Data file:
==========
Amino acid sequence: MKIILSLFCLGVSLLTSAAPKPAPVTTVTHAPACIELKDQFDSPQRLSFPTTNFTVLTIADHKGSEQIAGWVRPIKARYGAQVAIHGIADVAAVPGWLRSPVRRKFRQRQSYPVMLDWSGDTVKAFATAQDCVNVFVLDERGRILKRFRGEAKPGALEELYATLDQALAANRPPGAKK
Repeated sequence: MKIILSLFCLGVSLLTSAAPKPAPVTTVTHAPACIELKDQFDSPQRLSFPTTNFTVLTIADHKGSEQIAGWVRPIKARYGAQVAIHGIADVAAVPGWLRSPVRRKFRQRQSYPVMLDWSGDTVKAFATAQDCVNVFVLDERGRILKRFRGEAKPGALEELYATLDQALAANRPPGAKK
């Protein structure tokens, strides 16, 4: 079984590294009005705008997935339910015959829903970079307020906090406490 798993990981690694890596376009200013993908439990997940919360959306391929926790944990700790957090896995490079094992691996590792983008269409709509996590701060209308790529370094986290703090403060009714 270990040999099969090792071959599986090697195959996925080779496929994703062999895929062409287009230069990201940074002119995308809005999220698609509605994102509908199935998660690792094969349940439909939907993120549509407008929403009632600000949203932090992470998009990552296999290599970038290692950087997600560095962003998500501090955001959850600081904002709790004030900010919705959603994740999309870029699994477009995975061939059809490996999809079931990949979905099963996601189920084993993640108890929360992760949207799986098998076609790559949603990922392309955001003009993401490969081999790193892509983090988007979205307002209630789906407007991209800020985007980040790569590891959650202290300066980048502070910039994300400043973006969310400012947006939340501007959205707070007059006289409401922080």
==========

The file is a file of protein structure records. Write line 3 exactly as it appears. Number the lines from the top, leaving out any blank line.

């Protein structure tokens, strides 16, 4: 079984590294009005705008997935339910015959829903970079307020906090406490 798993990981690694890596376009200013993908439990997940919360959306391929926790944990700790957090896995490079094992691996590792983008269409709509996590701060209308790529370094986290703090403060009714 270990040999099969090792071959599986090697195959996925080779496929994703062999895929062409287009230069990201940074002119995308809005999220698609509605994102509908199935998660690792094969349940439909939907993120549509407008929403009632600000949203932090992470998009990552296999290599970038290692950087997600560095962003998500501090955001959850600081904002709790004030900010919705959603994740999309870029699994477009995975061939059809490996999809079931990949979905099963996601189920084993993640108890929360992760949207799986098998076609790559949603990922392309955001003009993401490969081999790193892509983090988007979205307002209630789906407007991209800020985007980040790569590891959650202290300066980048502070910039994300400043973006969310400012947006939340501007959205707070007059006289409401922080």